The woman was frightened. She didn’t want to admit what she had done. She may have been worried that Jesus was upset. After all, she had the audacity to touch him, transferring her uncleanliness to him. But Jesus wasn’t worried about ritual impurity. He cared about her. Mark recounts that the woman came and fell down before him. Did you notice how just like Jairus, she fell down at Jesus’ feet and told him all the truth. Her public confession is a blessing because then Jesus publicly says, Daughter, be of good comfort. Your faith has made you whole. Go in peace. Capernaum is a small town, perhaps with a 1,000 people. It’s not like this woman’s condition is a secret. But by publicly healing her, Jesus now announces to everyone she’s no longer excluded from the community. He’s taking someone on the margins and bringing her into the center. That’s what Jesus does. Did you notice also how Christ addressed her? He called her daughter. This is the only time in the New Testament that Jesus calls somebody his daughter. Can you feel the tenderness in this scene? With a brief exchange and a measure of faith, this woman is brought into the family of Christ.

This is such a beautiful moment for everyone except who? Gyrus, he’s like, Okay, my daughter is dying. Thank you. Glad you’re healed. Let’s go. Maybe you’re not as impatient as I am, but if I were Jairus, I might be getting frustrated thinking, You’ve had this sickness for 12 years. Okay, we’ll come back. You can wait one more day. While Jesus was still speaking to the woman, some people came from Jairus’s house and said, Your daughter is dead. Why trouble the teacher any further? Jesus is having a beautiful conversation with the woman, but now Jairus is crushed. As soon as Jesus heard the messengers from Jairus’ house, he turned back to Jairus and said, Do not fear, only believe. What a message for each of us. And what an example of individual love and concern. I marvel at how Jesus can focus on Jairus, then give his full attention to the woman, then turn it back to Jairus when needed. At this point, Jesus goes with Peter, James, and John to Jairus’ home, where people are already mourning her death. When Jesus announces he will heal her, the people laugh at him. But Jesus tells the girl to arise.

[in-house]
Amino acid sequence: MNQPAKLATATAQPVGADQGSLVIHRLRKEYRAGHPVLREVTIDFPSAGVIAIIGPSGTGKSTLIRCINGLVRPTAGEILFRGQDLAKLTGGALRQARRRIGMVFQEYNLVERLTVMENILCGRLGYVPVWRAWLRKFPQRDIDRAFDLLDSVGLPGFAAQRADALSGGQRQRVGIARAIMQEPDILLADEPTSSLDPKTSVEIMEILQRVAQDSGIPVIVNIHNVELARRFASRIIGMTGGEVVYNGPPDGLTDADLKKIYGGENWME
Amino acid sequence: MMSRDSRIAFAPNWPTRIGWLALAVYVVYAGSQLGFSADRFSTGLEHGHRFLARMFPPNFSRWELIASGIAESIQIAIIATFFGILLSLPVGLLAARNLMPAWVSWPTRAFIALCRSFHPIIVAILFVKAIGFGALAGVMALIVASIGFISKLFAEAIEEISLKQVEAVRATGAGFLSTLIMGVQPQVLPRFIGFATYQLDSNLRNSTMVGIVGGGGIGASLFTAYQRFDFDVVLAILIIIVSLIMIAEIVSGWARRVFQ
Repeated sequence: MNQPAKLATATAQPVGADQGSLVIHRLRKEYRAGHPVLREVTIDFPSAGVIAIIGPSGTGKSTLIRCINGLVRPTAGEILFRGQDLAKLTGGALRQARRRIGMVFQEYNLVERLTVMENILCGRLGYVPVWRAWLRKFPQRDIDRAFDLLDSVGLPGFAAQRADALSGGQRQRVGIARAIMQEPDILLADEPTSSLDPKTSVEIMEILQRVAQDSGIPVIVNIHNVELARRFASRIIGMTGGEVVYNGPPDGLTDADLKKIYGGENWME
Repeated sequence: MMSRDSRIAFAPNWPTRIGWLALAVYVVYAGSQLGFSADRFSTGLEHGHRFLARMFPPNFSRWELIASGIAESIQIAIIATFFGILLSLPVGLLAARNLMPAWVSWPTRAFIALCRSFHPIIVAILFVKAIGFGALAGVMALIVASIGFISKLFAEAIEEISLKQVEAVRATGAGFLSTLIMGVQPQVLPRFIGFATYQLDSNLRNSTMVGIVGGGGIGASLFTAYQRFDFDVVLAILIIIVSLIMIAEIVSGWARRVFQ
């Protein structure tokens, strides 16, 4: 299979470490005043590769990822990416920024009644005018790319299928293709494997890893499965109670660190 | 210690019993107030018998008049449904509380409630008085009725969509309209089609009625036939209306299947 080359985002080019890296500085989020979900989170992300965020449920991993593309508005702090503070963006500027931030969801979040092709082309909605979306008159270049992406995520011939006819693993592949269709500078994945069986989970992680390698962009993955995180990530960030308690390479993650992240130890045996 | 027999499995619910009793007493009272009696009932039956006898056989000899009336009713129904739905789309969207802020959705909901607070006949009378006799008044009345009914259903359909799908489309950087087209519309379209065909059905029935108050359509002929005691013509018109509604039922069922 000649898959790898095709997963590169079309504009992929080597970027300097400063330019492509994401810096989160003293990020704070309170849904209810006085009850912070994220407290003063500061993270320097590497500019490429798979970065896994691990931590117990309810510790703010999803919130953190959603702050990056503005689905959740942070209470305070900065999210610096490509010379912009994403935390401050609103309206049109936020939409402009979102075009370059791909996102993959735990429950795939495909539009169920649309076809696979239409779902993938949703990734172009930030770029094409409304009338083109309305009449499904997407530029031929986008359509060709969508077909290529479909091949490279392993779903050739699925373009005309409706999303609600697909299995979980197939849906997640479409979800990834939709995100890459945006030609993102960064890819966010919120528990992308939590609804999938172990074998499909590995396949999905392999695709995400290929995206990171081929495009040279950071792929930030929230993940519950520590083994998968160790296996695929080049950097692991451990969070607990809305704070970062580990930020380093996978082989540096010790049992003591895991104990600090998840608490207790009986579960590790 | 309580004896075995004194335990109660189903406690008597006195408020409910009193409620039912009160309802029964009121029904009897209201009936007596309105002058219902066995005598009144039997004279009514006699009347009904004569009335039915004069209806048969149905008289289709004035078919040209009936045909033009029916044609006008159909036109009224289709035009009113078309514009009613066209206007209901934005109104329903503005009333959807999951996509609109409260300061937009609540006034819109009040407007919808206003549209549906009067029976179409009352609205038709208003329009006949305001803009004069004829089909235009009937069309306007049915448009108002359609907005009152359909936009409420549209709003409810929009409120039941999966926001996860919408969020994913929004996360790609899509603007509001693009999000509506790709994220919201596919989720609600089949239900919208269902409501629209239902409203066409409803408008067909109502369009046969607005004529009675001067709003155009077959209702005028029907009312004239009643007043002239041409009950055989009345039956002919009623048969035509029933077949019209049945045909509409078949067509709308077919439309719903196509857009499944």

And Mark tells us straight away, the damsel arose and walked for she was of the age of 12 years. Let’s consider these two miracles together. How does sandwiching the miracles of Jairus’ daughter being healed and the woman with the issue of blood add to our understanding as opposed to if they were separated. Perhaps one lesson is that Jesus stops along the way to serve. Sometimes we may get tunnel vision in our gospel service and forget to help others along the way. Christ stops what he’s doing to serve Jairus and then stops what he’s doing to help the woman. It’s also interesting to note that Jairus’s daughter was 12 years old. Her whole life comprised the sickness of the woman. Maybe this contrast helps us see that some healings come fast and some take time. The woman has struggled for 12 years while this little girl, presumably, has been having a great life. Her sickness is relatively brief compared to what the woman experiences. We see the same thing today. Some people find quick healing, but others struggle for a long period of time. Another sandwich connection is that Jairus is a wealthy man. The woman with the issue of blood is a poor woman.

Jesus is no respecter of persons. He’s ready to help all people. In addition, do you remember how both Jairus and the woman with an issue of blood fell down at the feet of Jesus? That’s a powerful example for each of us. Do we feel this same sense of worship? To see more videos like this one, simply search Seeking Jesus. you.